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TrinityCore

McAdams

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About McAdams

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  1. I rolled a docker container of 3.3.5 and have been testing it on various systems. I've been running a small private server for a few weeks (mostly for my wife and I), and I migrated the database to my docker instance so we could play on my test systems. I found that Linode's smallest node (1G ram, 1 core) is too small to even start the server on, but the next highest one (2G ram, 1 core) is perfectly adequate to run on, though @ 61% memory use. Not sure how it scales above 2 people, but that's worth watching if you want to open your server up to others. If you want to run a server at home, I spun an instance up on a tiny AMD T48E, thats a 2 core 1.4 GHz CPU with integrated "GPU" that comes bolted onto a mini-ITX board. I'm running Ubuntu 20.04 server edition, and 16 gigs of RAM (couldn't find less, sorry), and it's barely breaking a sweat. So all in all, you can get away with running TrinityCore on _really_ low spec hardware if you're aiming for a small server. Just some FYI if anyone's interested.
  2. @Thulium Ah ok, that's what the database build script is for. I need to put more time into running the rest of your stuff, as it will likely take care of even more things I need. Thanks for the tips - explains the missing runtimes. I'm not sure how much energy/time I have for this either, I get the feeling there's a bit of a shortage of build people on TC. Fortunately this project overlaps nicely with my day job, so I just treat it as educational. Yes, hopefully with get around to size-optimizing the container, maybe even automating building it.
  3. @Thulium I got 2) to work, in a slightly roundabout way. I built my own, but the install failed just like it failed with yours because dpkg couldn't find systemd. At least when I try to install it, if systemd is not present the install will outright fail, I don't know how to tell dpkg to ignore the post-setup. Docker containers by design don't allow systemd at all, I think there are ways to force it in but this is not how containers should work. BUT, I realized I could unpack a deb file, strip out the systemd config contents, repack, and install, and voila, it works. Next step is to try this with your builds so I don't have to run my own When I ran TC it failed with some missing dependencies (mariadb-dev for ex), and also there were no sql files in the package so the server couldn't self-scaffold. I'm guessing the scope of your builld is just the executables? I managed to fix these and ... I got my dockerized TC to work! Your build script was essential for me to figure out how to get here, I'm going to write up a guide and put it on github. My plan is to explain how to setup a server from scratch on a linux cloud box, I'd love to base it on the builds you're doing, so it's one less thing for people to have to do. I don't suppose these's a convenient 3.3.5 data dump out there that I can also point to so people don't have to extract?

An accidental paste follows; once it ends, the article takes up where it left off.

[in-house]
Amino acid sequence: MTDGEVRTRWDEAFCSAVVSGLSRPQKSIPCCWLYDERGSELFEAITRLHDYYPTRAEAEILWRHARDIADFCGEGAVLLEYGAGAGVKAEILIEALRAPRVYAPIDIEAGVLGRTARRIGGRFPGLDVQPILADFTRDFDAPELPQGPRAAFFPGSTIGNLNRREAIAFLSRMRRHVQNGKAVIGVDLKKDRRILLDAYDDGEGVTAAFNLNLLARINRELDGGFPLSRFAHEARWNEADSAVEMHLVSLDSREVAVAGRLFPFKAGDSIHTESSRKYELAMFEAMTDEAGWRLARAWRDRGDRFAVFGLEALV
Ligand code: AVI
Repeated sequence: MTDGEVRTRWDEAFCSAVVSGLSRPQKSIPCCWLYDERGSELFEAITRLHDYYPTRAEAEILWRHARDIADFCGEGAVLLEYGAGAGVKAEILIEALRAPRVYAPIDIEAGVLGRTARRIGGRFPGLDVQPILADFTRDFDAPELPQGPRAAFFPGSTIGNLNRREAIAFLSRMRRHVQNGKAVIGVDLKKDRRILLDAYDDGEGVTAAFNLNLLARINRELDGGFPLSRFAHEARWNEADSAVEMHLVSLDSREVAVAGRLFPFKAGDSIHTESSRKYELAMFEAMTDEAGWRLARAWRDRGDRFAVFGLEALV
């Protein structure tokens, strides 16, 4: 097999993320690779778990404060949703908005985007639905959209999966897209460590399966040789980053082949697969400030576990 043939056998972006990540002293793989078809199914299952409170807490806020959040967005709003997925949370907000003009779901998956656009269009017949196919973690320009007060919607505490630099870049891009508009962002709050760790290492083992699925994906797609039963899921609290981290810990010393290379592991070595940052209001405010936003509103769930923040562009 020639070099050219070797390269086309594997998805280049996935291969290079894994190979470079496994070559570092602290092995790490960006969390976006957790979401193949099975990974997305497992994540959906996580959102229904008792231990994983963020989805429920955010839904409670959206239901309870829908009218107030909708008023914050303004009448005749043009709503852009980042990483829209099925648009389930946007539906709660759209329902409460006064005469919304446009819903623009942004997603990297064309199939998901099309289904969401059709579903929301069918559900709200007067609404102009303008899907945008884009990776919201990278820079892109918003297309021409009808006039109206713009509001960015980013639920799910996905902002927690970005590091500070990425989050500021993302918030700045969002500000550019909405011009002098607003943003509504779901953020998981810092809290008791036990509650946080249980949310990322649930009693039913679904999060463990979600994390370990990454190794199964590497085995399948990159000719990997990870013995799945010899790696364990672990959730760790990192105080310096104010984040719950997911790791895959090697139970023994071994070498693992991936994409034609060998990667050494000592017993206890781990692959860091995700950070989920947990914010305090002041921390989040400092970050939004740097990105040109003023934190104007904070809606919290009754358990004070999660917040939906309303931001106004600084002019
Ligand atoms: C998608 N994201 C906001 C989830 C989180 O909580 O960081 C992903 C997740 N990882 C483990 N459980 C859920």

4. Hey @Thulium First, thanks for this project, I'm running my first build of the server now (it still takes forever!) Second, I'm trying to get a docker image of TrinityCore going, and it would be a huge step forward if I could get a reliable package build of all the TrinityCore binaries. Unfortunately, the builds I'm getting from your package repo seem to rely on systemd to work, so I cannot run them inside a Docker container. So, now I'm trying to figure out how to build this project without systemd. The build tool you're using is new to me, and I can't find anything obvious in the build config in the trinitycore-recipes repo that includes systemd, other than the daemon restart command in postinst. Do you have any suggestions for how to remove systemd from the build? Thanks again
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